Kupwara: Rearing of “Apis Malifera” honey bee and processing of locally-produced organic honey is being promoted for income diversification of farmers.
Talking to the news agency—Kashmir News Observer (KNO), Abdul Rasheed, a resident of Gulgam, said around 2000 bee colonies have been provided to budding beekeepers in Kupwara over the past three years at a 40 percent subsidy by the agriculture department to generate employment and boost the economic sector in the district.
The honey processing and bottling plant have been set up at the village of North Kashmir’s Kupwara district at a cost of Rs 25 lakh with a bottling capacity of 2 quintals per day. The produce package in 500-gram bottles has been branded as Kupwara honey for national and international markets.
Zakir Hussain, a local youth from Gulgam, was working on a private beekeeping farm as a labourer, with active support and handholding from the agriculture department. Zakir set up his own bee-keeping unit with 5 colonies and his enterprise has now grown to more than 200 quintals of honey.
Explaining the process of bee harvesting, Zakir said, “It certainly requires hard work and willingness to learn, apart from the government support. Extraction of honey is quite feasible and hassle-free in today’s time.”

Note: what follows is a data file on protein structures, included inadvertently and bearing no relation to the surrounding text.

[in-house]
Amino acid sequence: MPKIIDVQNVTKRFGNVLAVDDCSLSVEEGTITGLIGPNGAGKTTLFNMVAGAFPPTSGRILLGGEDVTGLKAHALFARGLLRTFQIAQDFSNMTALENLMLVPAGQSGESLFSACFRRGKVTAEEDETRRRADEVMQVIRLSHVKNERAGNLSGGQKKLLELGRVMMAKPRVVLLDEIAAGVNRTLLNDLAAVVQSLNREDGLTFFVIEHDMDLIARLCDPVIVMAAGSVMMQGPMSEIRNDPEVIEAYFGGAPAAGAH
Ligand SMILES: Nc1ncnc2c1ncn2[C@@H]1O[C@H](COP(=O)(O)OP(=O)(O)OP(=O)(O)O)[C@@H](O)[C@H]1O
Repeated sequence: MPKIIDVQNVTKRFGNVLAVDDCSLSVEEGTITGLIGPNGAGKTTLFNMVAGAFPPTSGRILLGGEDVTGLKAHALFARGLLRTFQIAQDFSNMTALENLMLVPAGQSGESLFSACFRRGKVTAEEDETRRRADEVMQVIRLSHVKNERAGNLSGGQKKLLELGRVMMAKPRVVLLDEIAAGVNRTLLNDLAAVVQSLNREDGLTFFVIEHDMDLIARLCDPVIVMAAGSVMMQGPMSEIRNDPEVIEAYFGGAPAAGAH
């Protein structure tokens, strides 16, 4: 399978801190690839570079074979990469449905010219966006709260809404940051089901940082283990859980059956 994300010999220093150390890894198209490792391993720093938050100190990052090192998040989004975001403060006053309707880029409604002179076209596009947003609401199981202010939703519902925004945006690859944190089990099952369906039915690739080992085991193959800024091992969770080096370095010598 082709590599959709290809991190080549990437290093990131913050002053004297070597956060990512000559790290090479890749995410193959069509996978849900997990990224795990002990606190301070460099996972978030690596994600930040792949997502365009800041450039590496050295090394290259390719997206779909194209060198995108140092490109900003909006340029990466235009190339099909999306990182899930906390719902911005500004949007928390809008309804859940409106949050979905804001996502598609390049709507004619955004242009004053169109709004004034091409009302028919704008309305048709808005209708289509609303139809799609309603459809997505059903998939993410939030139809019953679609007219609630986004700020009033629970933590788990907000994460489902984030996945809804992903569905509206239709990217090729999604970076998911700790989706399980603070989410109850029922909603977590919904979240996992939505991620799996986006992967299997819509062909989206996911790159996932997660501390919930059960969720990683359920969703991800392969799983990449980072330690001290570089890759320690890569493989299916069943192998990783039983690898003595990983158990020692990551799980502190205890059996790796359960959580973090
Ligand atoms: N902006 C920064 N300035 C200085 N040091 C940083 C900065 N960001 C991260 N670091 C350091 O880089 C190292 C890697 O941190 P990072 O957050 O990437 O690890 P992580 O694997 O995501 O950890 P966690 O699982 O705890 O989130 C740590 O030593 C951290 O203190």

Another source of pride for Zakir comes from his transition from merely an earner to the employer of three other persons at his farm that fetches an annual turnover of Rs 4 lakh.
Today, more than 500 farmers are engaged in honey production and processing and the district guarantees 480 quintals of organic honey every year with an annual turnover of Rs 4 crore in this promising sector.
This product labelled as “Kupwara Organic Honey” is also in the pipeline that shall boost market prices besides providing access to the national and international markets for the local beekeepers, Zakir said.
Muhammad Yaseen, another bee-keeper of the village, has 140 beehives. Talking to KNO, he said, “We are promoting honey bees as agents of pollination which will result in only crop production. This village has more than 12 villagers who earn their livelihoods from beekeeping.”
The beekeepers need to migrate the beehives to Rajasthan, Gujarat and other states during winter. In case the beekeepers of the village raise their issues and demands related to financial assistance, the migration of honey units shall be registered with the Farmers Producers Organisation (FPO) which provides them identity cards so that they can easily migrate from one place to another and sell their brands outside the state—(KNO)
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